OPINION: Tucson has the best 'A' Mountain

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Mary Ann Vagnerova | The Daily Wildcat

An illustration of Tucson's Sentinel Peak, also known as "A" Mountain by Mary Ann Vagnerova. 

Look, this is a safe place to be vulnerable. You don’t need to be ashamed to admit it. We’ve all been there. Face-to-face with some mountain with nothing but the thought, “That’s a lot of rocks.” Perhaps your experience was more impactful, though hopefully not in a literal sense. 

If you’ve spent any amount of time in Tucson, you have seen a myriad of mountains in every direction. While you might not be the type to rank mountains in your free time, the massive Mount Lemmon would likely come to mind first if you did. However, somewhere on your list, you would eventually be forced to mention Sentinel Peak: a mountain known more commonly as “A” Mountain. While it may not be the best mountain in Tucson, it’s certainly the best “A” Mountain.

I wasn’t always the mountain enthusiast that I am today. I was once like many others, looking at and instantly forgetting every hill I saw. They blended together into one amorphous gray blob in my memories. Then, everything changed. 

However, it’s at this point that I must disclose a potential conflict of interest before I go any further. The “A” Mountain that came to my mind when you and I shared that insightful observation about rocks was not Sentinel Peak in Tucson, but rather Hayden Butte in Tempe. I attended Arizona State University during my undergraduate years and even guided tours of the campus. As a tour guide, I always began at the base of the hill that graced the smoggy Tempe skyline. 

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“A” Mountain is a local icon in Tempe, reminding over 60,000 students what rocks look like. It’s involved in numerous traditions tied to ASU school spirit and athletics, as well as a very popular place for local teens to practice their skills with a lighter and some kind of pungent incense. I had made the brief trek many times to gaze over the flour mill and man-made lake during my time there. Never once did it occur to me, a Tempe native, that the only “A” Mountain I had ever known was just a hill. When I first moved to Tucson, I set eyes upon a proper mountain, adorned with a single block letter just as I had seen in my hometown. I had no prior knowledge of Sentinel Peak and readied myself to defend one of the few iconic attractions of my home from mimicry.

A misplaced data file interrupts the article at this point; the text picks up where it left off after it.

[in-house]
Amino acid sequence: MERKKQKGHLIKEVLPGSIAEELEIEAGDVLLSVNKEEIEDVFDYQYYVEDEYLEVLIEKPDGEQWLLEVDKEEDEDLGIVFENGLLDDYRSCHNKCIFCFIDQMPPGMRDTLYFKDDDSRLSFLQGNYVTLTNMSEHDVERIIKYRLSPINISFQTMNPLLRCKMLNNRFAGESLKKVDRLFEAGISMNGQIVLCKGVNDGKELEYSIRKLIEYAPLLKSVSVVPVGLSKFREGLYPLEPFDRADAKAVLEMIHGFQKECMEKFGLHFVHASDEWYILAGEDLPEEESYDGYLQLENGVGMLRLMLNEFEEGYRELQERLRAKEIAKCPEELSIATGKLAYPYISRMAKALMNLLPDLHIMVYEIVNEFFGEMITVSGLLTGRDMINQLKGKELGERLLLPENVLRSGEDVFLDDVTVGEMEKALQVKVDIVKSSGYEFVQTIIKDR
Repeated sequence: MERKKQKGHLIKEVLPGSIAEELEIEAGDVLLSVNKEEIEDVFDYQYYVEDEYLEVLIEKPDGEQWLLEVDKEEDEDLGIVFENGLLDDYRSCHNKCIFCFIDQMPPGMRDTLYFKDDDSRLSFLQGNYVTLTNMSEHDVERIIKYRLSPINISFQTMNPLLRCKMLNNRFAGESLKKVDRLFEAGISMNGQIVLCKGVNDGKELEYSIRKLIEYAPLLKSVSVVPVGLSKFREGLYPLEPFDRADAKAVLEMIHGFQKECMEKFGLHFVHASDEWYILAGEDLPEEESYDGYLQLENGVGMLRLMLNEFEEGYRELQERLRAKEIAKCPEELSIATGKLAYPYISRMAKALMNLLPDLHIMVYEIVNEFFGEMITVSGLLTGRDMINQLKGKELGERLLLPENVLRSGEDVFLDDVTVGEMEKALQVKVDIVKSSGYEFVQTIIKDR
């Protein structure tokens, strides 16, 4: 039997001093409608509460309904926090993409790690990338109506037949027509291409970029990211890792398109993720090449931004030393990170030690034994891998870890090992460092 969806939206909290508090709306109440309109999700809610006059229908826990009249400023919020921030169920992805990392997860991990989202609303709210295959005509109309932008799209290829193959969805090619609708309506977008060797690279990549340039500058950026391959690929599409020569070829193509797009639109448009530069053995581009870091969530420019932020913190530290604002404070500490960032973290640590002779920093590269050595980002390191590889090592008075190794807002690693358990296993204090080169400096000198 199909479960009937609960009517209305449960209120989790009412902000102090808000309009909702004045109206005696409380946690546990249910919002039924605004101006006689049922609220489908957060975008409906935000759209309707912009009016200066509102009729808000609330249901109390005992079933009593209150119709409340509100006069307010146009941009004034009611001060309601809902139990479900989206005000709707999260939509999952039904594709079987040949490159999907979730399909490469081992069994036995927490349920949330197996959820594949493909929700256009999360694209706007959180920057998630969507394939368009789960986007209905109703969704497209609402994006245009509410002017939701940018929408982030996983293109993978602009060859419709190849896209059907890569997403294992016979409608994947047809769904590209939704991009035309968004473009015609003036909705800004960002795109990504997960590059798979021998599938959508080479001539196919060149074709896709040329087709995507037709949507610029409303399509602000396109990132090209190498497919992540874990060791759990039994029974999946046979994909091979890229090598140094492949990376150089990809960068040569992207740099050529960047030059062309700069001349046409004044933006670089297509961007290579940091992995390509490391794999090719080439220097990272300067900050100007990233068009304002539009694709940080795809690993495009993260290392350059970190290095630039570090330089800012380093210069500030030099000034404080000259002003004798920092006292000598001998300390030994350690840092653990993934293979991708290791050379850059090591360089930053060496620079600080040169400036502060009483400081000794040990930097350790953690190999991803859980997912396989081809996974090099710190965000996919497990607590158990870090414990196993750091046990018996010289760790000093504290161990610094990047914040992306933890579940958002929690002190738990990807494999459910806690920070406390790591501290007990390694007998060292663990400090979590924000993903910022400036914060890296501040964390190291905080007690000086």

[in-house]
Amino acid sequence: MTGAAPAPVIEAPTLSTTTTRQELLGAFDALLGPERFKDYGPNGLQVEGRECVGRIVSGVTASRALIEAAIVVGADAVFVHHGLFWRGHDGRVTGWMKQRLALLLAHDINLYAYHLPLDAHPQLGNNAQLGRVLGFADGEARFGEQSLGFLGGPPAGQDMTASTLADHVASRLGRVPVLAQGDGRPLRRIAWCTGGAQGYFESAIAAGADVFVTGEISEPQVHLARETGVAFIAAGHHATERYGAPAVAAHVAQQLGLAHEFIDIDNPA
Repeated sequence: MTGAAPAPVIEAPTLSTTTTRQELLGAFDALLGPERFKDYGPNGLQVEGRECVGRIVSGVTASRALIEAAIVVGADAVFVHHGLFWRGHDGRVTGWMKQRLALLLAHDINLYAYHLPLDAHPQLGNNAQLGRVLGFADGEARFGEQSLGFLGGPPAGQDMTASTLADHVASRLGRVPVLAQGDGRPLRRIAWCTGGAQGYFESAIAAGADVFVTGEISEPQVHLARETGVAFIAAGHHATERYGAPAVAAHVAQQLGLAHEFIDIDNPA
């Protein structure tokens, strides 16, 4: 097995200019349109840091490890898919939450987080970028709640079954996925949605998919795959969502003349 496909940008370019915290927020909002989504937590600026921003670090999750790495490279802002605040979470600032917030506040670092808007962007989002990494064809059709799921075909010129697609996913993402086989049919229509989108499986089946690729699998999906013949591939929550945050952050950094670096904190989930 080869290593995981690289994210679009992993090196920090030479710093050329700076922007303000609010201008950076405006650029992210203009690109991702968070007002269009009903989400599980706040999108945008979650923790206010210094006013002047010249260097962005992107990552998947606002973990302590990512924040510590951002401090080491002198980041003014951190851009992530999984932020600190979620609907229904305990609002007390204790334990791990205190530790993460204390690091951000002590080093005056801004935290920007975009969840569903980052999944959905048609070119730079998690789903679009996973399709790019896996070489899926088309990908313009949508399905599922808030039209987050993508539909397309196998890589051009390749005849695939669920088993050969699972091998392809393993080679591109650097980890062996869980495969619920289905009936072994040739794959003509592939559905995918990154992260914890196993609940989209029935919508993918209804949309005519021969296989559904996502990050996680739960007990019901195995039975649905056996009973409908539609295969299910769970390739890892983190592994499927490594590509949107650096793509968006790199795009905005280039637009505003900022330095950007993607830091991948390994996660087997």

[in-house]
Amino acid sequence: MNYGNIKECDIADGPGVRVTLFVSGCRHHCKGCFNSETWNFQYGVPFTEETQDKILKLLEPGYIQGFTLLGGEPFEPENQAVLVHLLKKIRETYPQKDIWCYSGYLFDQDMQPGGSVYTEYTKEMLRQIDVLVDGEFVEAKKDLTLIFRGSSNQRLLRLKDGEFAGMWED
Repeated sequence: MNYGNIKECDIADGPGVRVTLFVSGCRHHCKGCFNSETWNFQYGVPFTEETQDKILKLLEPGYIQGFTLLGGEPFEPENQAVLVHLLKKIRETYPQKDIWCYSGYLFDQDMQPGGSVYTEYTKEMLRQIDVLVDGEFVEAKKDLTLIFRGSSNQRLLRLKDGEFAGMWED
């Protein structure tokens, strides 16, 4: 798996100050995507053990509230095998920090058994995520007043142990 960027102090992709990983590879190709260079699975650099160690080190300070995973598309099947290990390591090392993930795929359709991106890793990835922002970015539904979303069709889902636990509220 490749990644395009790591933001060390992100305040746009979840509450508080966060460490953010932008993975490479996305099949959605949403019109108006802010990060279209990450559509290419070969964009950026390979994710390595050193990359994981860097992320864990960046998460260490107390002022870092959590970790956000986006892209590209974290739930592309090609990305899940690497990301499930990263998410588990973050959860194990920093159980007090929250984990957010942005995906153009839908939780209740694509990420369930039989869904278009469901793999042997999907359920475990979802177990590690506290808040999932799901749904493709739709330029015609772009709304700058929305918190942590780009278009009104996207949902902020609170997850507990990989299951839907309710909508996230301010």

“How could the imitation be better than the original?” I rhetorically asked myself for the sake of moving forward with this article. 

But Sentinel Peak is the indisputable, bonafide original “A” Mountain, and Hayden Butte is nothing but a sloppy copy. If ASU were somehow a person rather than a part-time academic institution and full-time tax-exempt real estate company, they might ask you to consider the history before you jump to conclusions about which mountain is better. They might even ask how one “A” Mountain can be fairly compared to another, but since ASU is not a person, I don’t have to answer that question. 

In fairness, the whole picture is important to keep in mind as I attempt to convince you to have strong feelings about a natural rock formation. First, there’s a height difference which – for those who have not spent as much time thinking about the two “A” Mountains as me – may be surprising to know as Sentinel Peak is nearly twice the size of Hayden Butte! 

It may also be helpful to know that Hayden Butte is younger than its more impressive counterpart in Tucson. Hayden Butte is thought to have been inhabited between 750 and 1450 AD, whereas Sentinel Peak has potentially been home to civilization for over 4,000 years. It also might explain why ASU was late to the party when it came time for the newest fad of putting letters on tall rocks. Not only did soon-to-be ASU not put up their letter "A" until 2 years after the University of Arizona, they originally put an “N” for the Tempe Normal School. It took a full two name changes and 21 years before ASU decided to embarrass Hayden Butte with an “A” of its own.